The Real Story Behind The Car Price Increase In Pakistan

The Real Story Behind The Car Price Increase In Pakistan. Car assemblers in Pakistan have begun to give many price shocks in a month, rather than two or three times a year. Surprisingly, according to a recent survey, rupee depreciation versus the dollar is the most convenient justification due to higher production costs. Wouldn’t it be a shocking revelation if these are just ready-made explanations for SAGA’s continuing price increases?

Despite repeated claims of reaching a high rate of localization, the country’s vehicle manufacturers have announced 5 price increases in the first three months of this year. Instead of focusing on localizing high-tech engine parts, stakeholders focused on redesigning bumpers and grilles in the name of new models.

The Real Story Behind The Car Price Increase

The Reality:

The Pakistan Association of Parts and Accessories Manufacturers (PAPAAM) commissioned an investigation into the latest price hike series. The investigation revealed enormous disparities describing the truth of localization and exacerbating automobile prices in the local auto industry.

According to the statistics, car prices have increased by 149% in the last five years, while the rupee has devalued by 71%. Car parts prices have increased by 33% to 112%.

For example, the firm’s presentation indicated that Toyota Corolla Altis 1.6 price climbed by 149% from 2019 to 2023, while the forging components price increased by 91% after keeping unchanged from 2019 to 23.

Localization – a filthy fake fact?

Similarly, Atlas Honda claimed to have achieved 96% localization of their popular bike, the Honda CD-70. That is, 96% of the bike’s parts are made locally. If this is the case, the bike price should not reflect the impact of things such as dollar appreciation and rupee fluctuation – consecutive price increases make no sense. Furthermore, the total episode’s 96% translation is a filthy phony truth. OR, perhaps, they’re just localizing plastic and rubber pieces rather than engine components.

It is worth noting that the CD-70 price increased by 65% between 2019 and 23. However, the cost of several critical bike components, including as forging and rubber parts, increased by 84% and 72%, respectively, from 2019 to 23.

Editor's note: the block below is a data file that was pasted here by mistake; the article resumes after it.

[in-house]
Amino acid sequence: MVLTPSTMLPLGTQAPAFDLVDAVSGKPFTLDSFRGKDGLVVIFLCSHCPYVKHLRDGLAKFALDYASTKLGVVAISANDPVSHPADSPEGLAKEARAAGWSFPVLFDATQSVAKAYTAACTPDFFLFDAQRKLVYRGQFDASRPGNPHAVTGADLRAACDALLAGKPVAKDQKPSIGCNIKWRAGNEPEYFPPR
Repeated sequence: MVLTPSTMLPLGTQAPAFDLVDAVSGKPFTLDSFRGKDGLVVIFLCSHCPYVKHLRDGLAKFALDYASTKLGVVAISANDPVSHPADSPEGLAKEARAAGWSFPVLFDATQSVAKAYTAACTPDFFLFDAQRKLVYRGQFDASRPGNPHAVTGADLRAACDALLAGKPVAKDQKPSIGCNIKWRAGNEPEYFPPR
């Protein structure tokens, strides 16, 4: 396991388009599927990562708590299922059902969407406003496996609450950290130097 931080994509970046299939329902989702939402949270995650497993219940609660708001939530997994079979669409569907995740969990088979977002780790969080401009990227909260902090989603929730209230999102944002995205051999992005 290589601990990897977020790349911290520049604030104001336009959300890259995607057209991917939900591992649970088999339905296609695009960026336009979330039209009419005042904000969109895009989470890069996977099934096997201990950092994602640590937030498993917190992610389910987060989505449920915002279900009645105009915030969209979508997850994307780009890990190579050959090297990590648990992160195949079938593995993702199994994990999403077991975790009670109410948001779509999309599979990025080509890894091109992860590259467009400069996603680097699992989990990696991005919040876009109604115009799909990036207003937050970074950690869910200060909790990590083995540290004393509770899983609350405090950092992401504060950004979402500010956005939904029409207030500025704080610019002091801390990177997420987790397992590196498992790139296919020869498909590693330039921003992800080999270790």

When challenged with the amazing findings, Ali Asghar Jamali simply dismissed the PAPAAM report, saying, “I am shocked and surprised over the misleading data.” Regrettably, suppliers should have double-checked the presentation’s data.”

Meanwhile, a Pakistan Suzuki Executive rejected the story, claiming that it does not appear to be correct. PSMC features a fair price management technique that transforms currency, national and international raw material and other material costs, utilities, overheads, and labor rates evenly. “I’m not sure where or how these isolated studies emerge.” “It is preferable if any party has an issue, they can sit together and resolve it,” he continued.

The Controversy:

According to a Pak Suzuki analyst briefing in May 2022, Swift localization had reached 35%, Waggon R 60%, Alto 62%, and Cultus 51%. Bolan and Ravi, both 44 years old, are 72% and 68% localized, respectively.

To add a twist to the story, Irfan Ghani, the CEO of Baluchistan Wheels Limited, stated other figures:

Suzuki Swift localization20%
Suzuki Alto localization30% – 35%
Suzuki Bolan localization50%
Suzuki Ravi localization50%

The Way Forward

According to the paper, the only way forward is localization, in which automakers should produce cheap raw materials locally rather than importing them, resulting in high-priced vehicles. PAAPAM’s consultant presentation encouraged suppliers to encourage assemblers to raise their pricing with the same frequency, timing, and percentage as assemblers do for their own products.

What are your thoughts on the report interpreting the entire localization episode, the truth and dispute? Please share your ideas in the comments section.

Muhammad Tayyab

Hi, I am Muhammad Tayyab known as Vampire Hacker from Narowal, Pakistan. I love to face Technical Challenges.

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